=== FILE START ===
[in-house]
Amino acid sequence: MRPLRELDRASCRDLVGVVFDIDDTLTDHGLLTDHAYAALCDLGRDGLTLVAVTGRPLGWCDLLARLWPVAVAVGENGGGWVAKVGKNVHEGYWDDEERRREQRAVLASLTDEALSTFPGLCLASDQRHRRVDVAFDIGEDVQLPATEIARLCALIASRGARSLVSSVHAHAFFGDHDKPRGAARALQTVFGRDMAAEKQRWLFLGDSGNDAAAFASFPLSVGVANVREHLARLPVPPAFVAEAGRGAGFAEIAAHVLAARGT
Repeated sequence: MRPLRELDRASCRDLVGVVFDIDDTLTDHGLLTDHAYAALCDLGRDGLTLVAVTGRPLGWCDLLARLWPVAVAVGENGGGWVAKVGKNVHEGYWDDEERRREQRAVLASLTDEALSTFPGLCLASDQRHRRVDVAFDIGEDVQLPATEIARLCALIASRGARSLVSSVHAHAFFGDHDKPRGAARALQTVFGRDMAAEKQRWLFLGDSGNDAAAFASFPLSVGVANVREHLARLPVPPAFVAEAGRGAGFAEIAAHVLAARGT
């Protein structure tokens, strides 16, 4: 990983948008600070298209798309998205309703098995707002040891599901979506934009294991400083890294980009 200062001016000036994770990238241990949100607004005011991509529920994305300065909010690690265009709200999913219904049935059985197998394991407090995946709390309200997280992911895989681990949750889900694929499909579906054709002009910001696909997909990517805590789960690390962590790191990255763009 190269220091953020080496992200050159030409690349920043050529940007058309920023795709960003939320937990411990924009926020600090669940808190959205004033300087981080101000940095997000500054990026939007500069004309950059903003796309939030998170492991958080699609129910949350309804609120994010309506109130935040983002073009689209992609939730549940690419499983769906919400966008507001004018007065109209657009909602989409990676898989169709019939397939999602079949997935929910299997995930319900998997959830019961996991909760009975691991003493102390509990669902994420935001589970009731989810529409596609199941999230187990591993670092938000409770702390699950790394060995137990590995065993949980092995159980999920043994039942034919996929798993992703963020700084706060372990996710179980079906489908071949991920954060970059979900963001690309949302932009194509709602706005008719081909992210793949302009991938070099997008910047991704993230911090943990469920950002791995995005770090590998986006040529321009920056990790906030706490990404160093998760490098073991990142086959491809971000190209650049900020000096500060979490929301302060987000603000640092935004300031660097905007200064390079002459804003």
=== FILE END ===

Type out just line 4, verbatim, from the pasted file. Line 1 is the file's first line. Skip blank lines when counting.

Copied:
């Protein structure tokens, strides 16, 4: 990983948008600070298209798309998205309703098995707002040891599901979506934009294991400083890294980009 200062001016000036994770990238241990949100607004005011991509529920994305300065909010690690265009709200999913219904049935059985197998394991407090995946709390309200997280992911895989681990949750889900694929499909579906054709002009910001696909997909990517805590789960690390962590790191990255763009 190269220091953020080496992200050159030409690349920043050529940007058309920023795709960003939320937990411990924009926020600090669940808190959205004033300087981080101000940095997000500054990026939007500069004309950059903003796309939030998170492991958080699609129910949350309804609120994010309506109130935040983002073009689209992609939730549940690419499983769906919400966008507001004018007065109209657009909602989409990676898989169709019939397939999602079949997935929910299997995930319900998997959830019961996991909760009975691991003493102390509990669902994420935001589970009731989810529409596609199941999230187990591993670092938000409770702390699950790394060995137990590995065993949980092995159980999920043994039942034919996929798993992703963020700084706060372990996710179980079906489908071949991920954060970059979900963001690309949302932009194509709602706005008719081909992210793949302009991938070099997008910047991704993230911090943990469920950002791995995005770090590998986006040529321009920056990790906030706490990404160093998760490098073991990142086959491809971000190209650049900020000096500060979490929301302060987000603000640092935004300031660097905007200064390079002459804003």